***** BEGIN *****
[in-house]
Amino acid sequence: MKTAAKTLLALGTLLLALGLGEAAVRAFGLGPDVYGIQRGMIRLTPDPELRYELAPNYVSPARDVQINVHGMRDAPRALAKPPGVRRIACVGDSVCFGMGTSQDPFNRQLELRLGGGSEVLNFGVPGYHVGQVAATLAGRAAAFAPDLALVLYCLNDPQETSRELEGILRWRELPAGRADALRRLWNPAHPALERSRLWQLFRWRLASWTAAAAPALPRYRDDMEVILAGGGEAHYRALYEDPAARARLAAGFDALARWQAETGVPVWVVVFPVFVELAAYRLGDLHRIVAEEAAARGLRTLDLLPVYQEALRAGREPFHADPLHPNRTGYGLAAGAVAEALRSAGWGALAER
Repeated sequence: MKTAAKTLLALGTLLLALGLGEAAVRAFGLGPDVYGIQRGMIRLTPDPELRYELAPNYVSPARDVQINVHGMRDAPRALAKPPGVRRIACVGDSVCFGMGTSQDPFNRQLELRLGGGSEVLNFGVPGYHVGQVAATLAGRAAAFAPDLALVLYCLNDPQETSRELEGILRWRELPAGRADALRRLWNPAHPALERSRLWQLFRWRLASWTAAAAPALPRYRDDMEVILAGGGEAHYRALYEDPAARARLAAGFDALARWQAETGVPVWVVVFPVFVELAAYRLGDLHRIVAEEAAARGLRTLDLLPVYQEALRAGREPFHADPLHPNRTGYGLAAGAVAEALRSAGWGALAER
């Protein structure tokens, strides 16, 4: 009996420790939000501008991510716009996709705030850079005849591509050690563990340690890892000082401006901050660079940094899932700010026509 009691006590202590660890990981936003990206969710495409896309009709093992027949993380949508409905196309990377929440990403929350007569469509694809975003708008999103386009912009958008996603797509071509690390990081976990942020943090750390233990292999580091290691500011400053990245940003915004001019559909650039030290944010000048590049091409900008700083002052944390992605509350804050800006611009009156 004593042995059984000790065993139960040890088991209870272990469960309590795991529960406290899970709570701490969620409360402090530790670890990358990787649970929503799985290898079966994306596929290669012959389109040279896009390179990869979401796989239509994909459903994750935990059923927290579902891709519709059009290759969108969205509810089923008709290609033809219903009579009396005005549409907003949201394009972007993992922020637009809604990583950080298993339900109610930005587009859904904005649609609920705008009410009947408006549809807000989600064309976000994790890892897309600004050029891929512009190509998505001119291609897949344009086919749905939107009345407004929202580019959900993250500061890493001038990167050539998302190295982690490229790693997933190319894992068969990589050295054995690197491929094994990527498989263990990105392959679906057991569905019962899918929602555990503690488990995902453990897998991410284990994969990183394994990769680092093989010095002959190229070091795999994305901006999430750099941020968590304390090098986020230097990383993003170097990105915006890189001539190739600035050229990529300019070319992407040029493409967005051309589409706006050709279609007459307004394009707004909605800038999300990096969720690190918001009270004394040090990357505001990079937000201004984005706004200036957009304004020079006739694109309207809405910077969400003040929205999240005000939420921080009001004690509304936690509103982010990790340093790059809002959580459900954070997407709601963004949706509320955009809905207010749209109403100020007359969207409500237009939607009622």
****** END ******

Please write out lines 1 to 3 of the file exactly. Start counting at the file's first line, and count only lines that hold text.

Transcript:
[in-house]
Amino acid sequence: MKTAAKTLLALGTLLLALGLGEAAVRAFGLGPDVYGIQRGMIRLTPDPELRYELAPNYVSPARDVQINVHGMRDAPRALAKPPGVRRIACVGDSVCFGMGTSQDPFNRQLELRLGGGSEVLNFGVPGYHVGQVAATLAGRAAAFAPDLALVLYCLNDPQETSRELEGILRWRELPAGRADALRRLWNPAHPALERSRLWQLFRWRLASWTAAAAPALPRYRDDMEVILAGGGEAHYRALYEDPAARARLAAGFDALARWQAETGVPVWVVVFPVFVELAAYRLGDLHRIVAEEAAARGLRTLDLLPVYQEALRAGREPFHADPLHPNRTGYGLAAGAVAEALRSAGWGALAER
Repeated sequence: MKTAAKTLLALGTLLLALGLGEAAVRAFGLGPDVYGIQRGMIRLTPDPELRYELAPNYVSPARDVQINVHGMRDAPRALAKPPGVRRIACVGDSVCFGMGTSQDPFNRQLELRLGGGSEVLNFGVPGYHVGQVAATLAGRAAAFAPDLALVLYCLNDPQETSRELEGILRWRELPAGRADALRRLWNPAHPALERSRLWQLFRWRLASWTAAAAPALPRYRDDMEVILAGGGEAHYRALYEDPAARARLAAGFDALARWQAETGVPVWVVVFPVFVELAAYRLGDLHRIVAEEAAARGLRTLDLLPVYQEALRAGREPFHADPLHPNRTGYGLAAGAVAEALRSAGWGALAER